Hein is seeking to restore the Lower Esopus programs to the FAD, and is calling on the state Department of Environmental Conservation (DEC) to release a separate document that will govern the DEP's actions in the Lower Esopus. But the county executive is also seeking some bigger changes in upstate/downstate relations: Hein wants to renegotiate the hard-fought agreement that has governed the watershed since 1997, a much more substantial undertaking.
"The fact that the people of our community do not have a seat at the table in the negotiation of the FAD is unconscionable," Hein said. "What impacts our community is being negotiated in New York City and Albany, with the people of our community having absolutely no say in the matter."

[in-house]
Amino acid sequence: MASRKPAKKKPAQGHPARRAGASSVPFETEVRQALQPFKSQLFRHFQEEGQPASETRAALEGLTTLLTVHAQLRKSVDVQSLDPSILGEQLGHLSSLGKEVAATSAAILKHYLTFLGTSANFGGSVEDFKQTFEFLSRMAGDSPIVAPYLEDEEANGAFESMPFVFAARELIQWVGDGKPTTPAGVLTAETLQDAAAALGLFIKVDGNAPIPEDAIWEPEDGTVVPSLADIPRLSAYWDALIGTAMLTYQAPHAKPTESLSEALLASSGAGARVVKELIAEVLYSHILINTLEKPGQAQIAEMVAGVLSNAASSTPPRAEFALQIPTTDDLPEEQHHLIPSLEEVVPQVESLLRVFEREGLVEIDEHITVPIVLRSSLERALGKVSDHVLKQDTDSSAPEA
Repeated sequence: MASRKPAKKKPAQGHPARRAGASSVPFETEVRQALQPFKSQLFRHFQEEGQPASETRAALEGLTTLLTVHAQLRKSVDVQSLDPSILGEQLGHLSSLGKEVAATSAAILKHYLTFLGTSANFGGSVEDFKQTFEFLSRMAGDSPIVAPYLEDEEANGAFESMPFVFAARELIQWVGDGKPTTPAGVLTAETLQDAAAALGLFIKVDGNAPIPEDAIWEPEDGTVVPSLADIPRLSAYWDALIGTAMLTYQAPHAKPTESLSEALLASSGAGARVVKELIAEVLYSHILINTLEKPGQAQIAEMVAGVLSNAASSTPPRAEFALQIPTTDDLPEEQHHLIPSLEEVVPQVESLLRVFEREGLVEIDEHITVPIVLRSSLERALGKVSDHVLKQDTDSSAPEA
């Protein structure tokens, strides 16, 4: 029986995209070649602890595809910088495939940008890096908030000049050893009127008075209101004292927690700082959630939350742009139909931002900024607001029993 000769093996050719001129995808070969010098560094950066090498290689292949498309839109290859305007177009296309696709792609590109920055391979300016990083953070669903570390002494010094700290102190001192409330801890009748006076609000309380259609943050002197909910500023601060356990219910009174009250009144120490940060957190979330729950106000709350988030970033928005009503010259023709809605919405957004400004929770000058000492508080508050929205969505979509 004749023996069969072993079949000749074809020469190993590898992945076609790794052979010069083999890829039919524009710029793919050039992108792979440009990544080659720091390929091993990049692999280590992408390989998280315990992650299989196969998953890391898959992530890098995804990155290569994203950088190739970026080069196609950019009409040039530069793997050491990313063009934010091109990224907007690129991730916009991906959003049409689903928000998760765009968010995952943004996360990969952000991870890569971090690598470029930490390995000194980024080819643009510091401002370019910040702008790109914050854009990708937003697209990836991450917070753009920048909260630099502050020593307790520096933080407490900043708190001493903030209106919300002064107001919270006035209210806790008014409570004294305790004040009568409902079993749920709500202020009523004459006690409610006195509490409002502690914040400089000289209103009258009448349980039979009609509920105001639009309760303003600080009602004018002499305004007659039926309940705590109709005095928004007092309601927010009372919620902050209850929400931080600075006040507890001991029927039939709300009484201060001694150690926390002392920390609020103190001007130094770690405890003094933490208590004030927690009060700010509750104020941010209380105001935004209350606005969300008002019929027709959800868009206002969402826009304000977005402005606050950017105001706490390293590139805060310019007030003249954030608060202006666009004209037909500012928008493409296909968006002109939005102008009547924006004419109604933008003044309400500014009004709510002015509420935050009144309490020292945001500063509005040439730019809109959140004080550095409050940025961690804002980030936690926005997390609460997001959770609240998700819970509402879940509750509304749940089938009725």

The Lower Esopus has been a hot political issue since the city began muddying the creek with turbid water releases in in 2010. This latest spat illustrates just how complicated watershed politics can be.
New York City spends millions of dollars a year on its upstate watershed, but the price of clean water is cheap compared to what the city could be forced to spend if regulators decide that the city is not properly protecting its water supply. If the city violates the terms of the FAD, the DOH could force it to build a massive filtration plant, with a price tag of more than $10 billion.
And the FAD isn't the only document making waves in the Lower Esopus. New York City will soon be required to take action in the creek under an entirely separate consent order with the state DEC. But with both documents delayed, and emotions running hot in southeastern Ulster County over the DEP's actions in the creek, the FAD has become a lightning rod for long-held local frustration with the city.
A (muddy) river runs through it